Posted August 18, 2014
Louisiana is an important energy-producing state – the country’s No. 2 crude oil producer at nearly 1.45 million barrels per day when federal offshore output is included. The state also is No. 2 in petroleum refining capacity.
Energy development is boosting Louisiana’s economy. Oil and natural gas extraction, refining and the pipeline industries support 287,000 state jobs and billions in household earnings and sales to state businesses, according to arecent study. At the same time, energy activity is part of the reason new, stricter ground-level ozone standards could have major impacts in Louisiana.
Posted August 15, 2014
Every county in Ohio would be in nonattainment or non-compliance with an ozone standard of 60 parts per billion (ppb), which EPA is considering to replace the current 75 ppb standard. Counties in red are those with ozone monitors located in them; those in orange are unmonitored areas that could be expected to violate the 60 ppb standard, based on spatial interpolation.
The potential economic costs to Ohio would be significant. The state could see $204.3 billion in gross state product loss from 2017 to 2040 and 218,415 lost jobs or job equivalents per year. On a practical level, manufacturers wouldn’t be able to expand to counties in red or orange unless other businesses shut down, and federal highway funds could be frozen.
Posted August 14, 2014
Wall Street Journal (Jay Timmons, NAM): In a town famous for inaction, Washington is gearing up to take action on a major policy issue. But there's a hitch: The outcome could be the most expensive regulation in the nation's history, possibly tanking the economy and costing jobs at a time when businesses, manufacturers and families are making a comeback.
Later this year, the Environmental Protection Agency will decide whether it should tighten the air-quality standard for ground-level ozone. There are several things about this possible new standard that are alarming.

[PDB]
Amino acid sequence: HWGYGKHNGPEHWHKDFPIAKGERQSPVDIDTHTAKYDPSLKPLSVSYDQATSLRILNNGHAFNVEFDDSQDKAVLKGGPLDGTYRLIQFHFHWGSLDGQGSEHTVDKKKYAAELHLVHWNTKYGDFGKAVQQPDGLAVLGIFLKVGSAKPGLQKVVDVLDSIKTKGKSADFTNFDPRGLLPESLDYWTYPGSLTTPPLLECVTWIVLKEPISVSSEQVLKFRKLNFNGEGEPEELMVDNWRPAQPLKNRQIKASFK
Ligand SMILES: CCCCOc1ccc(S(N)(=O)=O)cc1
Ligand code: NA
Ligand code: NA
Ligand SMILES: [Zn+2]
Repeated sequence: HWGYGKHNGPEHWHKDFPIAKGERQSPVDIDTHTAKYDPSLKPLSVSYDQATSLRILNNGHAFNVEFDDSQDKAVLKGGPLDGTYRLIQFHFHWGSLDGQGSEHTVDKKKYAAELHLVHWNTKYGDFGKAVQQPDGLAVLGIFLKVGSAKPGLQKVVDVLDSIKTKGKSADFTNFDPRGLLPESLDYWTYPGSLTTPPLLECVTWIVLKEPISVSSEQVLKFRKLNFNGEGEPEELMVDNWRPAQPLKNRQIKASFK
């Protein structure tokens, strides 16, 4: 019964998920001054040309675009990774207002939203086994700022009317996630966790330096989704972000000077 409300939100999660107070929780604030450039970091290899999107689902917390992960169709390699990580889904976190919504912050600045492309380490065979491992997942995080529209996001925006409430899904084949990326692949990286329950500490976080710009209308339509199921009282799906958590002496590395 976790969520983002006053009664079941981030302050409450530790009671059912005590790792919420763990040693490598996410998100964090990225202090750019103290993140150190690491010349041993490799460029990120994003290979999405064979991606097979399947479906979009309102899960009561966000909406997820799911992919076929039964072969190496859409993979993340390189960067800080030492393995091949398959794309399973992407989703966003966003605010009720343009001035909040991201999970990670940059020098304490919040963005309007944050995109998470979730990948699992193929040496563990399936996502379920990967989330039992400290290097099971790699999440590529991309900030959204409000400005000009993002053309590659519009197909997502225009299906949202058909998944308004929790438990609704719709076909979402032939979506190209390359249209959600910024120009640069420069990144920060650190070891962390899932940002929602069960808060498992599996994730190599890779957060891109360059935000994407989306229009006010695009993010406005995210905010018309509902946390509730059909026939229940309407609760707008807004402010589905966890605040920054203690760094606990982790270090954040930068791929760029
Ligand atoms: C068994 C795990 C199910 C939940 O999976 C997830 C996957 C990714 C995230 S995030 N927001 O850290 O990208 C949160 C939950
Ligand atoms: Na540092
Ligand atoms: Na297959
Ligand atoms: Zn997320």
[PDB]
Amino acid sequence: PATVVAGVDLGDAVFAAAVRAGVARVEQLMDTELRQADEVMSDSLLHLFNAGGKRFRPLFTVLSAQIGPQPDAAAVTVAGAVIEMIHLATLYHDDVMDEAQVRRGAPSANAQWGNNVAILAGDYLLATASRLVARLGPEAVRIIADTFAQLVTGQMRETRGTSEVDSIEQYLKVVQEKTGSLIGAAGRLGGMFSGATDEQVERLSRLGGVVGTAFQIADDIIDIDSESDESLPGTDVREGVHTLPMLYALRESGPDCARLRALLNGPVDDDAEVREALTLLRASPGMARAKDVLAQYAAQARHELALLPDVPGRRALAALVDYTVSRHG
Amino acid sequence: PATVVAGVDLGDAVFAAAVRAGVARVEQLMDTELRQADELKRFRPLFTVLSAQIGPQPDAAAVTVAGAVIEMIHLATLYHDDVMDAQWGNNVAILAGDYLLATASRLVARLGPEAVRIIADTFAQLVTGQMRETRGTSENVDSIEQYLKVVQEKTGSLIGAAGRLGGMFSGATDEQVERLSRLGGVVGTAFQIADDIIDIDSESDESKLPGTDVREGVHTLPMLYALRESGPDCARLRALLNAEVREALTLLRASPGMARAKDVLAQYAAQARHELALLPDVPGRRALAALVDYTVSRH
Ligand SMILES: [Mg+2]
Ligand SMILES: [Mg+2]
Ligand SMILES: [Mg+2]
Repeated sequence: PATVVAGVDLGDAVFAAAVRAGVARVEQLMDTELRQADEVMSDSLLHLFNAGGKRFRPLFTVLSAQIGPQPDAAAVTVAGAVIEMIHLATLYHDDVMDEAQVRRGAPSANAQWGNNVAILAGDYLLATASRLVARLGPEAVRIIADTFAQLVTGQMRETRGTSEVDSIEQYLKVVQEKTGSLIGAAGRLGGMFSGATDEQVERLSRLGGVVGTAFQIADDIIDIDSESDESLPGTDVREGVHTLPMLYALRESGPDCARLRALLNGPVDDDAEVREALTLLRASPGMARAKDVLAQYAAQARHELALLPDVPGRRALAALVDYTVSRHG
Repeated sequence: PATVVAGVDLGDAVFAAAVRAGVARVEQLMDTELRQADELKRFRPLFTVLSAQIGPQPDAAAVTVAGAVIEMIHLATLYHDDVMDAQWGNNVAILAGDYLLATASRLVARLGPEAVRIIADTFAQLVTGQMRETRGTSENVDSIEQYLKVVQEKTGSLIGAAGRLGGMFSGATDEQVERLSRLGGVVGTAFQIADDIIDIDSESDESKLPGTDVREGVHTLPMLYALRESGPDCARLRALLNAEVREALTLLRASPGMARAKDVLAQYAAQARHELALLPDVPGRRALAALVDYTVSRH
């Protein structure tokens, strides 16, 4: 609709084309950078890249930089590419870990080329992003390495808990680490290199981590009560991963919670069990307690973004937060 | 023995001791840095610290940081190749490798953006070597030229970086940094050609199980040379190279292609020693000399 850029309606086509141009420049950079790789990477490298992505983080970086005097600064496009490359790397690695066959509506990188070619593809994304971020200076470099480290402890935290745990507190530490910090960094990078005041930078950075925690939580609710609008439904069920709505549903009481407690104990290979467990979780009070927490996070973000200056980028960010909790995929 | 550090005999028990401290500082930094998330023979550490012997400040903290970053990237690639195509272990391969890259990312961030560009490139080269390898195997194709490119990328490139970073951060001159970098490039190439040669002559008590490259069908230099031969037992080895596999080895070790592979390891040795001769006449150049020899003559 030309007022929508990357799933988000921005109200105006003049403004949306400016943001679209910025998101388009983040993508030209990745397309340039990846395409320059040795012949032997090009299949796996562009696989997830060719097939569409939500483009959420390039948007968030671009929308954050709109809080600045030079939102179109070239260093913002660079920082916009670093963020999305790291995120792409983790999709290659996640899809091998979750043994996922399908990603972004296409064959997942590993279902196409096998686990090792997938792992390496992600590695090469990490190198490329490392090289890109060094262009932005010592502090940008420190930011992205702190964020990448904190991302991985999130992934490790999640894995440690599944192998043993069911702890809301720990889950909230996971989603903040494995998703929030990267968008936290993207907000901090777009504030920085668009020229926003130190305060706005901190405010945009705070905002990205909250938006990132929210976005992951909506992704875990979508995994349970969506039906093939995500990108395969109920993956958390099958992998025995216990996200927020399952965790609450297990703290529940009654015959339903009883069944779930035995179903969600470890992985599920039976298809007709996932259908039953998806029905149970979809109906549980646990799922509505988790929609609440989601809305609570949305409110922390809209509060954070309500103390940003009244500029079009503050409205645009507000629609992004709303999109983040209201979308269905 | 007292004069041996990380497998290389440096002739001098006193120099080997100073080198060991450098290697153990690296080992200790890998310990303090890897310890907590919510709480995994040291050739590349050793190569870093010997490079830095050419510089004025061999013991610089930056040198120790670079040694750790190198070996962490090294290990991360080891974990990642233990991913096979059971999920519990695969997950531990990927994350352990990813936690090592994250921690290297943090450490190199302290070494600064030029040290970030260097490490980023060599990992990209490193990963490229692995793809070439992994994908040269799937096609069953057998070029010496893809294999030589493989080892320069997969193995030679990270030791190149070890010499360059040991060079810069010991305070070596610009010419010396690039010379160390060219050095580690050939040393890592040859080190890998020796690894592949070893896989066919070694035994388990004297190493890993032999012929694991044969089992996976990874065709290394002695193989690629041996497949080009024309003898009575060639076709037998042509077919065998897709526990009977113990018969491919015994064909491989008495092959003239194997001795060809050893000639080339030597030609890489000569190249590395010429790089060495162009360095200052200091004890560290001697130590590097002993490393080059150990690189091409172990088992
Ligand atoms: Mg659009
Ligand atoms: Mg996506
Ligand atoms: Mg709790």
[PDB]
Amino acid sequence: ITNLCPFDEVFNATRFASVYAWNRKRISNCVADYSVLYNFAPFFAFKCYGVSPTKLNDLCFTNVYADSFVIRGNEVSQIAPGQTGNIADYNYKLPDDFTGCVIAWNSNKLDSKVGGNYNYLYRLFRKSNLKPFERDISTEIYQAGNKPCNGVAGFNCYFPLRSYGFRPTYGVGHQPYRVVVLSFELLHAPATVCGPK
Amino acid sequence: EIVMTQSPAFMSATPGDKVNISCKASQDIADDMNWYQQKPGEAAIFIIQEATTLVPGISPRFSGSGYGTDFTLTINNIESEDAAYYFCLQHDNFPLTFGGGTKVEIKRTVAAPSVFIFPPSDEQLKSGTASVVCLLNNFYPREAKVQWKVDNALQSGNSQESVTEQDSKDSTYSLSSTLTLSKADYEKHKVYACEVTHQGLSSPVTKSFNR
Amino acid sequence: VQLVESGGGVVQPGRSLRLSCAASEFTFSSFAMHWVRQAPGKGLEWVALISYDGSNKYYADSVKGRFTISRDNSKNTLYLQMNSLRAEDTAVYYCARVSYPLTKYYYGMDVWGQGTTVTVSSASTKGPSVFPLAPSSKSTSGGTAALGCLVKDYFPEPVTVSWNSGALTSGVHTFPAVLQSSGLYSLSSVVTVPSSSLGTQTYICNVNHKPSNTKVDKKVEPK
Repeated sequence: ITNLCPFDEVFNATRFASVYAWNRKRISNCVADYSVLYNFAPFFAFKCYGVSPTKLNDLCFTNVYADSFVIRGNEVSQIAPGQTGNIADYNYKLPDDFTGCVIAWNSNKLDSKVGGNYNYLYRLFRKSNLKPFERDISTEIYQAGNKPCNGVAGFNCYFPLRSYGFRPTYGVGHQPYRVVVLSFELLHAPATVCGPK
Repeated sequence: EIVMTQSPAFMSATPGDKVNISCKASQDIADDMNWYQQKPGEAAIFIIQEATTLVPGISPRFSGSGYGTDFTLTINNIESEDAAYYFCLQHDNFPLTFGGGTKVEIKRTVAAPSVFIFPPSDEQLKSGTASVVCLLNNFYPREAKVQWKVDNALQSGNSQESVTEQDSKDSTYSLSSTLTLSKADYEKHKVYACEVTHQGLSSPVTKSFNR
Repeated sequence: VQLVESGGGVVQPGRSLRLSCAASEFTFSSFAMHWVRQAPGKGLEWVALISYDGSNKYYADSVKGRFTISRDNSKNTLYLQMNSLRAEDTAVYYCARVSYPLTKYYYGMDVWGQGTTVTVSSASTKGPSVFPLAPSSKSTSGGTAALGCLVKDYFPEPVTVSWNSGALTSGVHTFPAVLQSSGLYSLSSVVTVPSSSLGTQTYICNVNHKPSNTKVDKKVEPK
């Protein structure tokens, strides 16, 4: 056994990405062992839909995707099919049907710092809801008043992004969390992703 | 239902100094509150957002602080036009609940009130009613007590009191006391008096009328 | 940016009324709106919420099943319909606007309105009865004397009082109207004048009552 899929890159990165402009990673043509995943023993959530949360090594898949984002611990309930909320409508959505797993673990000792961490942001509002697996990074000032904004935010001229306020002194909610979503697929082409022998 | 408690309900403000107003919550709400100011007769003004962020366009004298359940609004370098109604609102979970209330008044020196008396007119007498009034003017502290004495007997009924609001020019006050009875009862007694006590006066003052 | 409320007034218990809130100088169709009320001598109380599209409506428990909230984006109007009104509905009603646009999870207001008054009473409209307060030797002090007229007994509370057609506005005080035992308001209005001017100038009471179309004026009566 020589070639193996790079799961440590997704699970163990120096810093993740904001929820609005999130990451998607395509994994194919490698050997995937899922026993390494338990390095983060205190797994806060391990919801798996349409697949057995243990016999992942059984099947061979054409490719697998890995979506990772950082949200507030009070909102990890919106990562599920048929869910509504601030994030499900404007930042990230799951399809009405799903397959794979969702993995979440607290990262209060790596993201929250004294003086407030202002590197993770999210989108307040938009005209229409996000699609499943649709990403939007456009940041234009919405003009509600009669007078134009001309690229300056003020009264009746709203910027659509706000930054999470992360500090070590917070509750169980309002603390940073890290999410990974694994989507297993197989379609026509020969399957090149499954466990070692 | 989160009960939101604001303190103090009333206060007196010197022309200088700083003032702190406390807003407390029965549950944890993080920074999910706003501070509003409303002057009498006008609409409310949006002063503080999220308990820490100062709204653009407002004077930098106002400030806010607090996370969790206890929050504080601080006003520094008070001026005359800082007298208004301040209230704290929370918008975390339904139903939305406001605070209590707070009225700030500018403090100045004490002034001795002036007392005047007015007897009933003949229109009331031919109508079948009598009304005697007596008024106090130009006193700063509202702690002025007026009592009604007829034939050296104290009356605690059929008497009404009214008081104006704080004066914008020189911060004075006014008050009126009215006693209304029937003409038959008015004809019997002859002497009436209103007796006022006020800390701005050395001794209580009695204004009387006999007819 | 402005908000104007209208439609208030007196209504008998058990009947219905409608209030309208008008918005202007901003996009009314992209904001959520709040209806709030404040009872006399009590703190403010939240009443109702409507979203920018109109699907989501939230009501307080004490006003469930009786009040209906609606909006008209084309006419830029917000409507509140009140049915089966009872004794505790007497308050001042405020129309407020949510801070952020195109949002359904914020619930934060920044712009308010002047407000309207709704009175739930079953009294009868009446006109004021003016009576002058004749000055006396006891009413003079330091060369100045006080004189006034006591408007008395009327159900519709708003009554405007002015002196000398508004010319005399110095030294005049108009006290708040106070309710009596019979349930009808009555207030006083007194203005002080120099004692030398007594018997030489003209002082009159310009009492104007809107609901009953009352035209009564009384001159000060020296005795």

Posted August 14, 2014
Earlier this month the National Association of Manufacturers issued a report measuring the potential impacts of a new, stricter ground-level ozone air quality standard that’s being proposed by EPA. The estimated national results are economically devastating: reduction of U.S. GDP by $270 billion per year, 2.9 million fewer job equivalents per year on average through 2040 and potentially increased natural gas and electricity costs for manufacturers and households.
The picture is the same on a state-by-state basis. Over the next few days we’ll highlight some of the individual state impacts from the report, starting with North Carolina.
Posted August 11, 2014
API has put together a new infographic that captures the breadth of this administration’s policies – especially an ongoing regulatory push from EPA – that could slow progress that’s being built on America’s energy revolution. (Click here to pull up the PDF.)
Here’s the thrust: The administration’s policies and regulatory efforts are hindering needed energy and economic progress. It is delaying infrastructure, such as pending liquefied natural gas export projects and the Keystone XL pipeline. It is sustaining the broken Renewable Fuel Standard and its ethanol mandates, which could negatively affect consumers and the larger economy. It’s threatening new regulation that would needlessly impact the refining sector, while advancing a stricter ozone standard that would put virtually the entire country out of compliance.